Aghiyuk, Semidi Islands

Aghiyuk, Semidi Islands

by | May 29, 2021

The Semidi Islands are a group of rocks, reefs, and islands lying off the coast of the Alaska Peninsula in the Gulf of Alaska, about 92 miles (148 km) east-northeast of Perryville, and 61 miles (98 km) east of Chignik, Alaska. The largest islands of the group are Aghiyuk Island and Chowiet Island that are part of the Alaska Maritime National Wildlife Refuge. The name Aghiyuk is derived from “Achaiak”, the Aleut word for cormorant, a common coastal seabird. The islands rise to an elevation of 846 feet (258 m) and are exposed to high precipitation and storms from the North Pacific Ocean.

Early Russian explorers discovered Arctic foxes living on the Aleutian Islands, and by 1746, they were transplanting foxes to other islands. The blue fox is a color phase of the coastal Arctic fox, with a dark blue pelt in winter and brown fur in summer. To the Russians, foxes were not nearly as important as sea otters and fur seals but were valuable enough to release and fend for themselves. These foxes and their descendants consumed many seabirds and eggs annually. The Russians continued this practice for about 125 years, and during that time, hunters collected hundreds of thousands of fox pelts and shipped them to markets in Russia and China. The number and quality of fox pelts collected in a given year were variable and in order to avoid the unpredictability inherent in wild fur harvesting, several entrepreneurs decided to farm foxes commercially. The first recorded efforts to raise blue foxes after the purchase of Alaska by the United States began in 1885. The Semidi Propagating Company of Kodiak obtained 8 or 10 pairs of blue foxes from the Pribilof Islands and placed them on several islands including Aghiyuk. After a few years of success, there was a decline in the industry, and the island fox farms were abandoned and most or all of the stock of foxes removed. In about 1916, interest in fox fur revived and developed so rapidly that by 1925 almost all the islands in the Gulf of Alaska suitable for the enterprise were occupied by fox farms. The market for blue foxes dropped significantly starting in 1931, and the few farms that survived the Great Depression were abandoned when World War II ended the demand for furs.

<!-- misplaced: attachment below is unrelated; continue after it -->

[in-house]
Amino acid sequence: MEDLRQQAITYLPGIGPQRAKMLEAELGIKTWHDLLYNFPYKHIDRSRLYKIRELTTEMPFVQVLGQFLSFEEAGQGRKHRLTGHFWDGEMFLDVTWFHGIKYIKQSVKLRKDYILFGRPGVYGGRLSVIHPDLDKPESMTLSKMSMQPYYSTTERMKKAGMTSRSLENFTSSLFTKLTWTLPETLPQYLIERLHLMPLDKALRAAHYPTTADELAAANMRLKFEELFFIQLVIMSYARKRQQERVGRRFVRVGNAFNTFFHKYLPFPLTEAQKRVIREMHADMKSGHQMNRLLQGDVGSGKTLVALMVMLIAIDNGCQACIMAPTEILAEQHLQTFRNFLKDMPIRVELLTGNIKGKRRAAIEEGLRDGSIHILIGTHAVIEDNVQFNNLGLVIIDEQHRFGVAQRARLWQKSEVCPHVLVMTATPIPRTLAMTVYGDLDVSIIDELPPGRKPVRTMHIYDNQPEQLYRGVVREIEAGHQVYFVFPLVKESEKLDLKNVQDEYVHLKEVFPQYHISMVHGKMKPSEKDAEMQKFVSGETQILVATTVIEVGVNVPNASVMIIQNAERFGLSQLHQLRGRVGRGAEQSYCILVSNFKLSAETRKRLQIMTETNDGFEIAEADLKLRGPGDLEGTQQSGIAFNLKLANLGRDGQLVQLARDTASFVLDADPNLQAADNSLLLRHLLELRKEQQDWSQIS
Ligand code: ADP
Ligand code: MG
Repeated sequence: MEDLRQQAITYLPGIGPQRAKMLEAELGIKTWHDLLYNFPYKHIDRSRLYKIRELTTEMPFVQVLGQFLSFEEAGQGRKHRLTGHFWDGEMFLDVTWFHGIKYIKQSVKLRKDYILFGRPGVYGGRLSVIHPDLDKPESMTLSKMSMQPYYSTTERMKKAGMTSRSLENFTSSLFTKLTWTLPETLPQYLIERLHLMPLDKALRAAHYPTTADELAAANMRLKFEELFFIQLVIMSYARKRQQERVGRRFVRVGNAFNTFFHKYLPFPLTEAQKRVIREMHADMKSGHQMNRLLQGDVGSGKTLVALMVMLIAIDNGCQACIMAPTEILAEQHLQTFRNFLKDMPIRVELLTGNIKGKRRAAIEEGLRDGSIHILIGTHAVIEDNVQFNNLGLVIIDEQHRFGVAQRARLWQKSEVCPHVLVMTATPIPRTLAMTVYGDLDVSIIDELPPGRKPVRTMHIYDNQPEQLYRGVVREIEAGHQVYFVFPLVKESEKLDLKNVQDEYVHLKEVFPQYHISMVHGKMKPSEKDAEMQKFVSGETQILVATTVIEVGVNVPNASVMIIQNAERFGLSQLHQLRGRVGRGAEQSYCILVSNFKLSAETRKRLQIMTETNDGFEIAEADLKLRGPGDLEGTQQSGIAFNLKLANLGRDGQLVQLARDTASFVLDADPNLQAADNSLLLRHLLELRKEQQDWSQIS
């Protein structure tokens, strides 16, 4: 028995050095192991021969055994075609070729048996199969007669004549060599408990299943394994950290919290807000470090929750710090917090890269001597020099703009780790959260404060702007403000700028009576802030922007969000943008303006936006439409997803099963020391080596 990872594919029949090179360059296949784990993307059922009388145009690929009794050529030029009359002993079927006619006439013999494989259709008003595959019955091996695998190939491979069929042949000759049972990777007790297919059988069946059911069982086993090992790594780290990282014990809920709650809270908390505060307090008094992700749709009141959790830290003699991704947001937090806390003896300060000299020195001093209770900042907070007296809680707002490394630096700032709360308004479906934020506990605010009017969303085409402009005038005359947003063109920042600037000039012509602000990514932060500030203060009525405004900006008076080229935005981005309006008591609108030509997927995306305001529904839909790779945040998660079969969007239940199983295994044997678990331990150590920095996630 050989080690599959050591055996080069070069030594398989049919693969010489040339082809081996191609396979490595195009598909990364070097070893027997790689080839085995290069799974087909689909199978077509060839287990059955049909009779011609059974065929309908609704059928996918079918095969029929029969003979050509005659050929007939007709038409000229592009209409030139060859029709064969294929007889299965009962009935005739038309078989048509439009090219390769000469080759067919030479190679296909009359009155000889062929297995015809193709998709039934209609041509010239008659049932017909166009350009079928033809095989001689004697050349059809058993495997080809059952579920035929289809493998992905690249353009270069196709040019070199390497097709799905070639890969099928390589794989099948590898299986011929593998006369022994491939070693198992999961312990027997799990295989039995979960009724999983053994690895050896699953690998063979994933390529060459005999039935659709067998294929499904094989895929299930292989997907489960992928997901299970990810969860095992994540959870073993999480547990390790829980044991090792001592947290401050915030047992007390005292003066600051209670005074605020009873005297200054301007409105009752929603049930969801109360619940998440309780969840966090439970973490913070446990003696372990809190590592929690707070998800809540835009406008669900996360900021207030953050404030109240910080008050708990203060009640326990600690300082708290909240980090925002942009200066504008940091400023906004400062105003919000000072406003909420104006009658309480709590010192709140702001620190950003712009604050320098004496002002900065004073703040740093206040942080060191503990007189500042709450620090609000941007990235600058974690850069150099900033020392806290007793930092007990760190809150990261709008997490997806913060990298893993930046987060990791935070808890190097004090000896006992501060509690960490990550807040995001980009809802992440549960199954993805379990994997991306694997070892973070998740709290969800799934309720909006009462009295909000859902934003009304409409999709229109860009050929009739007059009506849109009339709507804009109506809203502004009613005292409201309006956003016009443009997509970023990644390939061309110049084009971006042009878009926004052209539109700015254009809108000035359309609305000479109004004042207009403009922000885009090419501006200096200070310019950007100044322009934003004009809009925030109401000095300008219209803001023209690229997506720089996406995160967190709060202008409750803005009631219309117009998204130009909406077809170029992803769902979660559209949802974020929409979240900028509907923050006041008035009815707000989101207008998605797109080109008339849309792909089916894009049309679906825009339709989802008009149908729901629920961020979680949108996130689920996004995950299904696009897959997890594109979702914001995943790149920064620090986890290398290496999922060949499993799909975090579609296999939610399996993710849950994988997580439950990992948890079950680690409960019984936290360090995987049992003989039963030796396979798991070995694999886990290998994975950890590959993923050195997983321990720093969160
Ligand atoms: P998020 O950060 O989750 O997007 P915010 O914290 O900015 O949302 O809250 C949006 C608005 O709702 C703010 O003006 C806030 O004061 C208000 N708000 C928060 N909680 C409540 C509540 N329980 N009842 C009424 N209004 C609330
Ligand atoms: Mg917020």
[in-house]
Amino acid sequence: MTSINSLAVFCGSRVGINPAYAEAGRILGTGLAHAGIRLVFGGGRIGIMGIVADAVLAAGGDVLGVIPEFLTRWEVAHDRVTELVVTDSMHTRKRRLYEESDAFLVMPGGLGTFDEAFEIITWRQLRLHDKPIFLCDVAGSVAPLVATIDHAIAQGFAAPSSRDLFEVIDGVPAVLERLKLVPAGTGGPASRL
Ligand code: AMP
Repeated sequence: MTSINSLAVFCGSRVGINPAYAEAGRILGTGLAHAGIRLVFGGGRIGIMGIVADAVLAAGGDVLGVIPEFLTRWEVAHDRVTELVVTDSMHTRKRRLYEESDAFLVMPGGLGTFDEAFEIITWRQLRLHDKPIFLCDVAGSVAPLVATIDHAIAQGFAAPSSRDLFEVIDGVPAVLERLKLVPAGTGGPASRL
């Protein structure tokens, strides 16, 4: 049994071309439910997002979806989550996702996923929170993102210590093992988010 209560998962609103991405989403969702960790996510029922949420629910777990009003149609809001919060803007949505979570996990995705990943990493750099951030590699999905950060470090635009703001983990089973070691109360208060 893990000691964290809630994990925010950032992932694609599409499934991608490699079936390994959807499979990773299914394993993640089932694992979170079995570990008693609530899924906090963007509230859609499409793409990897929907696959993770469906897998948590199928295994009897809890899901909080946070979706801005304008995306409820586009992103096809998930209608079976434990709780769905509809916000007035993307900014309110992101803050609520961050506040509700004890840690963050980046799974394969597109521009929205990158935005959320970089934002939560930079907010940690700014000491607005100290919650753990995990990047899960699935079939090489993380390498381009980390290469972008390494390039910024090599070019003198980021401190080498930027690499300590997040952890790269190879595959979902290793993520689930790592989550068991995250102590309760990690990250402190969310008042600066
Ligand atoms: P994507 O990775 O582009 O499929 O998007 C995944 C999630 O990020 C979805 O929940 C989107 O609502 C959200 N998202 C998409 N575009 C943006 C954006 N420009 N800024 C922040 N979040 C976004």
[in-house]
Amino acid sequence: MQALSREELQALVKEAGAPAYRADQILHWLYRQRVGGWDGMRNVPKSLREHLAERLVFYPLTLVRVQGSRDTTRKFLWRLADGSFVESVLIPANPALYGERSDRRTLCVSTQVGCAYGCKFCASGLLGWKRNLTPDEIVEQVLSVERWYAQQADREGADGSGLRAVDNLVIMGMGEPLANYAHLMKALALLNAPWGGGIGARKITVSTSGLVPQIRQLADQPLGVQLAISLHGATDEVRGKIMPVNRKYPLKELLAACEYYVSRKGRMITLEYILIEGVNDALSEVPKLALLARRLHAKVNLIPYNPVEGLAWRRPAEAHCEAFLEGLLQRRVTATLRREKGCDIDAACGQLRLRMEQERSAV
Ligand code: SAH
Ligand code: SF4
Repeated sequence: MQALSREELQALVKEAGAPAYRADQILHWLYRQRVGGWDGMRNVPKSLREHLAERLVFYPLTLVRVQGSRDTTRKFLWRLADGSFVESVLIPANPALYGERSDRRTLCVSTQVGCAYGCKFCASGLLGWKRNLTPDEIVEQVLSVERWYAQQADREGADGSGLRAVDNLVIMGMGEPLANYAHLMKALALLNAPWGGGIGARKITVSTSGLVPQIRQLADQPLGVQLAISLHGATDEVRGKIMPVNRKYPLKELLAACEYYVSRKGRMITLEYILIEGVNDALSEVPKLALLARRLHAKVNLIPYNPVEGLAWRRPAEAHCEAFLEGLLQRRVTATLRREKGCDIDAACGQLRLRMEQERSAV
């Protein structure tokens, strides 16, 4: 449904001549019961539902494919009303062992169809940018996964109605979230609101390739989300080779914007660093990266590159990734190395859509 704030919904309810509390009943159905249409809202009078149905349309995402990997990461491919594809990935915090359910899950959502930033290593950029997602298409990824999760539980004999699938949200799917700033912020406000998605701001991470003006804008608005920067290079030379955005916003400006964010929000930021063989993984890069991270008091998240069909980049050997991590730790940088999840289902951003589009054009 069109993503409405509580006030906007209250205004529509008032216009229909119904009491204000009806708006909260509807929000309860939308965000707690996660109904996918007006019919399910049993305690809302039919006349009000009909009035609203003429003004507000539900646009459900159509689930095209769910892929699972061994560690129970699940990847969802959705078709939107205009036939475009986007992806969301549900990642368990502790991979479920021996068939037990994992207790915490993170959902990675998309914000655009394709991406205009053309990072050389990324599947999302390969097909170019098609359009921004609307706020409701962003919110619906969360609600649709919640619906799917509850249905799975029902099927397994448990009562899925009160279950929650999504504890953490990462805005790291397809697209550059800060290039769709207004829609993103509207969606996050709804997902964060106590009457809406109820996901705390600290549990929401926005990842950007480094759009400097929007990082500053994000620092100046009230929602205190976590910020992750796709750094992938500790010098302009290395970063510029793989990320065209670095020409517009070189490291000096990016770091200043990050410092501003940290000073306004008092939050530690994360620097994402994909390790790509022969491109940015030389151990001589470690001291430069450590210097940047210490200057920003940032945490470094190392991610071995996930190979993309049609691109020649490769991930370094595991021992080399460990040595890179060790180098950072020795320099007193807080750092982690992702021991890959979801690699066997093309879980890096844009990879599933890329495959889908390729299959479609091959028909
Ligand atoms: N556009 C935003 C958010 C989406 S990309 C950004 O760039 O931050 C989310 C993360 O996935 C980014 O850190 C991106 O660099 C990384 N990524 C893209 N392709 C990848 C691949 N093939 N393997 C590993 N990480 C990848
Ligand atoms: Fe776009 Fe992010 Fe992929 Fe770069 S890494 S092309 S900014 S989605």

In 1932, the Semidi Islands National Wildlife Refuge was formed to protect the 2.4 million birds that nest on the islands. About 370,000 horned puffins nest in the Semidis along with northern fulmars and jaegers, and over a million common murres. Ancient murrelets and parakeet auklets are also found here. The Semidi Islands also include approximately one-quarter million acres of surrounding seabed, providing habitat for sea otters, Steller sea lions, seals, porpoises, and whales. In 1980, the islands were combined with other wilderness areas to form the Alaska Maritime National Wildlife Refuge. Today, the Semidi Islands are uninhabited. Read more here and here. Explore more of Aghiyuk Island and the Semidi Islands here: 

About the background graphic

This ‘warming stripe’ graphic is a visual representation of the change in global temperature from 1850 (top) to 2021 (bottom). Each stripe represents the average global temperature for one year. The average temperature from 1971-2000 is set as the boundary between blue and red. The color scale goes from -0.7°C to +0.7°C. The data are from the UK Met Office HadCRUT4.6 dataset. 

Credit: Professor Ed Hawkins (University of Reading). Click here for more information about the #warmingstripes.

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